The Speech

By
Justin Clarke sat with his back straight up against the hard, plastic chair. His thighs were squeezed tightly together and his feet stood flat on the floor. Both his hands sat in his lap, his elbows hugging his hips. His face was still, and did not reveal any emotion. However, inside his head, his mind kept repeating the words his teacher had spoken only minutes ago. The assignment was not a total shock, as Justin’s older brother Kyle had done it the year before. However, Justin had only started sixth grade two months ago, and was not ready to present a speech in front of his entire sixth grade class. For a split second, Justin questioned his decision to come to a “normal” middle school.







He began scanning the class of 24 students. The first person he noticed was Elizabeth Clayton, the pretty blond girl, excitedly talking to Diane Smart, her best friend. Elizabeth’s curly hair seemed to bounce as each giggle bubbled out of the her mouth. The two girls were talking about possible topics for their upcoming speech, and Justin did not see a thread of nerves in the two. Diane sat with a smile that appeared to reach from ear to ear, with a twinkle of satisfaction in her eye, as she listened to Elizabeth talk about her pet bird. The two girls sat in the very front row along with three other students, Kevin Sanchez, Mark Burton, and Emily Echoed. Kevin and Mark were laughing and did not seem fazed at all by the recent announcement. Emily, a straight haired brunette, sat quietly in her desk her right arm moving continuously from right to left on her foolscap. As she appeared to finish the page, she sat up, back straight, and scanned the room with a smirk on her face. Justin knew that Emily had most likely had already planned her idea, and had at least half of her speech written. Justin could tell from the first day he entered the classroom that Emily Echoed was one of, if not, the smartest and prettiest girls in the school. She possessed every quality that one needed to be “popular”. With her bright green eyes, and tiny ears, she seemed irresistible even to teachers. She had straight teeth, which would never need braces, and a contagious laugh. Her voice was always calm and yet always sounded happy. It seemed to Justin that even teachers looked for her approval. Outside of class, Emily was constantly talking, in her soft perky voice. However, during class, Emily did not speak without raising her hand, and therefore was sitting innocently at her desk.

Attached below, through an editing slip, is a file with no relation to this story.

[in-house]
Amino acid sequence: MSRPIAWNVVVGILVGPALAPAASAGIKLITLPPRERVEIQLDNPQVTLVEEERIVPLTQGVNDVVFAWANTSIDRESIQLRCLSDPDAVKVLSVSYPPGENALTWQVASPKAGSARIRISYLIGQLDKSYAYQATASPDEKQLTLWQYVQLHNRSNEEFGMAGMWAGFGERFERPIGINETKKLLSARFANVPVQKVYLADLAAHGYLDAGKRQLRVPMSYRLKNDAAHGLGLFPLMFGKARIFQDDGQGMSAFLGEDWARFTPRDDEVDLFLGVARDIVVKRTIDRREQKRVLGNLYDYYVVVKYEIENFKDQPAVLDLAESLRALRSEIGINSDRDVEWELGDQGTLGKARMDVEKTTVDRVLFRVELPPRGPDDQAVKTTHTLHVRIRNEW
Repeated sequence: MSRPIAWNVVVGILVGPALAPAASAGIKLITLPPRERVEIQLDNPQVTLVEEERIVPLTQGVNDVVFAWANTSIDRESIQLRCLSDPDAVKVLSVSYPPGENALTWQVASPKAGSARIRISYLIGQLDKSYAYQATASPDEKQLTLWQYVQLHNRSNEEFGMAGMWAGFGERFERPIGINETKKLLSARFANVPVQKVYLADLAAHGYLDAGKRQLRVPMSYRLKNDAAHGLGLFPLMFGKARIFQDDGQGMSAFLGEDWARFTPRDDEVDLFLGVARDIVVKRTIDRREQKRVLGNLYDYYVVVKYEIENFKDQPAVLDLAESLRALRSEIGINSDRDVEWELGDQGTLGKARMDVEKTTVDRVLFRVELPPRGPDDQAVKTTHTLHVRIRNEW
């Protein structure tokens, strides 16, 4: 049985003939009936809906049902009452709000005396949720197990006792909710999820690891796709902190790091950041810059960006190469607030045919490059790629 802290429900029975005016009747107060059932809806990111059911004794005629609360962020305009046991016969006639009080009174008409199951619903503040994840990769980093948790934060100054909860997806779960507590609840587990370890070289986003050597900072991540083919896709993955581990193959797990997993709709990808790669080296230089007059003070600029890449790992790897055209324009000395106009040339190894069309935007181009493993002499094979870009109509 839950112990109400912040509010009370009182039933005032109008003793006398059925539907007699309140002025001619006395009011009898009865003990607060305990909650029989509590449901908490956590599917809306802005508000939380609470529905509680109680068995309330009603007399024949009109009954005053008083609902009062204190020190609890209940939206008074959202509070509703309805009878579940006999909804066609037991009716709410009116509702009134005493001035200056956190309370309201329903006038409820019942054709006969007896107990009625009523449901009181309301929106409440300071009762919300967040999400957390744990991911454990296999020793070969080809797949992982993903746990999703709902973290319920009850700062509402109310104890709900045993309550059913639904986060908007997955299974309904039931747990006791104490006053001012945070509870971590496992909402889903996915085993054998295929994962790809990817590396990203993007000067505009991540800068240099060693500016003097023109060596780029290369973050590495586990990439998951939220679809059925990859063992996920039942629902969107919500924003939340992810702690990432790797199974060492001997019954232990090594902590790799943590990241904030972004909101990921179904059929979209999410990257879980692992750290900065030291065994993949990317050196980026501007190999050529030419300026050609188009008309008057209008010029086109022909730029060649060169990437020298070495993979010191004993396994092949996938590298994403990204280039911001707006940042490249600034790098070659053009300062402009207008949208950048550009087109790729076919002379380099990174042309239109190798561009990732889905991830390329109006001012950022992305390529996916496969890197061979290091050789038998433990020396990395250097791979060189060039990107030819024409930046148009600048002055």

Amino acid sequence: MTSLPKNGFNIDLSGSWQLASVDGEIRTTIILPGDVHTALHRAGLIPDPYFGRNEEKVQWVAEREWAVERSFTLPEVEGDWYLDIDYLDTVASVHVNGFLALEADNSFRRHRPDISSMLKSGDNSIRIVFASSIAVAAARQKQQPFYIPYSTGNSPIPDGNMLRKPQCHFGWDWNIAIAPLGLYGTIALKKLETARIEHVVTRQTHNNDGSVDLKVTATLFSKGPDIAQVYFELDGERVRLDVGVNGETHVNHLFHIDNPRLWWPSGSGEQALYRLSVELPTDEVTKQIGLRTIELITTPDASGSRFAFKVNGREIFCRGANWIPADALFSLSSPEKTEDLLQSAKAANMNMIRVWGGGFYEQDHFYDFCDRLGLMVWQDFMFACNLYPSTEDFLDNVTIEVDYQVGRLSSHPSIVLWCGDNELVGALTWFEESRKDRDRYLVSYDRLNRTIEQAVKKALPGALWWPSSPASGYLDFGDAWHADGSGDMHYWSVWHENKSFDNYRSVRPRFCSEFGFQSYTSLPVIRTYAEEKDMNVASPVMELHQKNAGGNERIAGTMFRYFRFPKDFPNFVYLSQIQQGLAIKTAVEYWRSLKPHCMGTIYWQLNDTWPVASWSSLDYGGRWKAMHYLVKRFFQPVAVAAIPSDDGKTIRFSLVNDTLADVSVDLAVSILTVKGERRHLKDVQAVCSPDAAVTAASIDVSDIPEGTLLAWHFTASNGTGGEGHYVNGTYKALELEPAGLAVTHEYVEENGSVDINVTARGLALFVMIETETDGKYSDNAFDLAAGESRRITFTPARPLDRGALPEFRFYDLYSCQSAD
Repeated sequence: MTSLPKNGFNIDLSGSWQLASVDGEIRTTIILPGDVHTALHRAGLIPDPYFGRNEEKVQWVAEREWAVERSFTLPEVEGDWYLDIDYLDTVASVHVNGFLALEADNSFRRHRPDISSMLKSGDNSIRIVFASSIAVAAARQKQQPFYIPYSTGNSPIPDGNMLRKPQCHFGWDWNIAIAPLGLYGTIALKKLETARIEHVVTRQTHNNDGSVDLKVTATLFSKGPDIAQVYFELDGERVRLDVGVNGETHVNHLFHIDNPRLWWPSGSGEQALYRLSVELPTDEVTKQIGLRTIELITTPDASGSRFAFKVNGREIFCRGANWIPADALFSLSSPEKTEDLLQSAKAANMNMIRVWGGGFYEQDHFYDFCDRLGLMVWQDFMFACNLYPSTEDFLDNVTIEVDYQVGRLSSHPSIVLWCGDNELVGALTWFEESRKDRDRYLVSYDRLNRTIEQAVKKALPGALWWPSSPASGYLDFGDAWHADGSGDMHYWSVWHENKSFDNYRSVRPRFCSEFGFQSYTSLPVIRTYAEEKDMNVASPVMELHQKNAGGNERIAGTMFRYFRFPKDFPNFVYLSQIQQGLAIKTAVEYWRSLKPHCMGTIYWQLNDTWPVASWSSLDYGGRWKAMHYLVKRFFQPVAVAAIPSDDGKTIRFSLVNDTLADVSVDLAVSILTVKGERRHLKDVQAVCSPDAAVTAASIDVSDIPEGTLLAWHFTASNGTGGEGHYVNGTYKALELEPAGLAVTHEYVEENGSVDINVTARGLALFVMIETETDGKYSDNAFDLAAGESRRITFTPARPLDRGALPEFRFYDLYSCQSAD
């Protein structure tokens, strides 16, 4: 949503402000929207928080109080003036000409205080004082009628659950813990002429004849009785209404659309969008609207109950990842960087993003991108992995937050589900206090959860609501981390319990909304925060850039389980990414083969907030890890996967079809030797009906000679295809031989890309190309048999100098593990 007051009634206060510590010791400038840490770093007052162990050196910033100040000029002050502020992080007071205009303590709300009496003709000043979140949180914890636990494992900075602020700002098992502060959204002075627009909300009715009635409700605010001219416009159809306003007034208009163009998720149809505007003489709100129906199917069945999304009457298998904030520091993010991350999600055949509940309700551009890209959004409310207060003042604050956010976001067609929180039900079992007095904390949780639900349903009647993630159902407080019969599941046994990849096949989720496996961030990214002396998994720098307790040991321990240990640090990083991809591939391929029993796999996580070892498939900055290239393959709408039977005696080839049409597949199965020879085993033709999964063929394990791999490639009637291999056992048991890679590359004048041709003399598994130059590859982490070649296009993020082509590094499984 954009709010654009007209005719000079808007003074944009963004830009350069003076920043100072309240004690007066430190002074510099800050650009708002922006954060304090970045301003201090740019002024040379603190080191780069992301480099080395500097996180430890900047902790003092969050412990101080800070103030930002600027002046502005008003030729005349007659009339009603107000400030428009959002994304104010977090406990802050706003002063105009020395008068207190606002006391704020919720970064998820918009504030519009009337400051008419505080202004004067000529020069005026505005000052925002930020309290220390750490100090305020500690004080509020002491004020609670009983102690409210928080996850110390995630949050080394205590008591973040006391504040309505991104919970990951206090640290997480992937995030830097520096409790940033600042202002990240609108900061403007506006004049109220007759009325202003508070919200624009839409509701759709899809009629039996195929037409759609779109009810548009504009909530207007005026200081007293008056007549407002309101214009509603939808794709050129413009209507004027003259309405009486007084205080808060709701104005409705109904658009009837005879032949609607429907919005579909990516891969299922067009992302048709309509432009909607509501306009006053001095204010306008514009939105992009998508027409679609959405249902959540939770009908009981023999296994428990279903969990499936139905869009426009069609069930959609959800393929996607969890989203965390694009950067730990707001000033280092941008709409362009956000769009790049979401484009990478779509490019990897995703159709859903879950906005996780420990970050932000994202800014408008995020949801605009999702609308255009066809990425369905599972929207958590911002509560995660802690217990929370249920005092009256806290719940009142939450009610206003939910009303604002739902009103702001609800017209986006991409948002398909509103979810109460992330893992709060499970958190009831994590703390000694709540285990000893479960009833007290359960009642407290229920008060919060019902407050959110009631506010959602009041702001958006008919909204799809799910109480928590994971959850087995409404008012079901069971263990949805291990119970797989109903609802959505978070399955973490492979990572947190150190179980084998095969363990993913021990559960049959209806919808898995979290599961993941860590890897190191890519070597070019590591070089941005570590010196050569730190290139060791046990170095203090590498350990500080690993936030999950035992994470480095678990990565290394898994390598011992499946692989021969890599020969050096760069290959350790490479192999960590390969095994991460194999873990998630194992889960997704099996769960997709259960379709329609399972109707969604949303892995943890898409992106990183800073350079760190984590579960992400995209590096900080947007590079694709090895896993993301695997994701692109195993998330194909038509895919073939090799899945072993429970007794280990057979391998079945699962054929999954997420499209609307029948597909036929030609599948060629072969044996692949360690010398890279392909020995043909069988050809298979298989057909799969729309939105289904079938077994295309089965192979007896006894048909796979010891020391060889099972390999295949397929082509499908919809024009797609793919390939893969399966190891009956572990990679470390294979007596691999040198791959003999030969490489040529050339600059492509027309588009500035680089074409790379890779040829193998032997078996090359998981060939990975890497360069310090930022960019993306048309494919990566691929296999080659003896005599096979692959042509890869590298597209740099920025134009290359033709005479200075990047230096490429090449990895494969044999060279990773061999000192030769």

Justin had started at St. Pete’s Middle School two months ago, in September. He was an attractive boy, tall for the sixth grade. He had dark brown hair and dark brown eyes. He had white teeth and a perfect sized nose. Unlike Emily, Justin was not noticed. He did not speak outside of class, and rarely during, unless directly called upon.

Although Emily had a connection with teachers that Justin could only long for, throughout the first term, his marks were at par, if not higher than Emily's. A simple look around the classroom could tell you that Justin was a brilliant boy. The classroom had plain white walls with posters brightening the room. On the front wall a large white board took up the majority of the wall, with roman numerals horizontally placed slightly above the board. On the back wall there were two bulletin boards, evenly placed on each side of the wall. On one bulletin board were pictures of the students being caught “reading in action.” On the other there were coloured pieces of paper with poems in the middle. Each piece of paper had a different pattern using simple colours such as blues, greens, reds, and browns. There was only one single paper that had no colour on it at all, but instead had a checkered pattern using only black and white. This poem was placed at the bottom right hand corner of the bulletin board, and although did not catch your eye, was the most brilliant poem on the board. The assignment signed by Mrs. Duncan, the sixth grade teacher, was to create a poem about yourself each line starting with I am. Mrs. Duncan was a short, plump teacher, with a kind heart. She had short blonde hair, which she spiked. She approached her teaching career seriously, hoping to change the world, a student at a time. The hope of the poetry assignment was for the students to explore themselves creativity. Many of the poems were simple. Clearly stated differently, Justin`s poem began with “Sometimes I am propitious.” With permission, Justin had added a word before I am, and had gone on to describe all different emotions he felt. His poem used words much superior to a sixth graders vocabulary, and deserved the 4+. The only other well written poem, had a beautiful pattern of pinks and purples had been created, with hearts. The artist had arranged the pattern so that little hearts gradually created one bigger pink heart, while the background was a purple colour. This poem also received a 4+. At the bottom of the page it was signed by Emily Echoed. The two were constantly receiving the same grades. Despite Justin’s intelligence many of his fellow students had not heard him mutter a single word. This was about to change.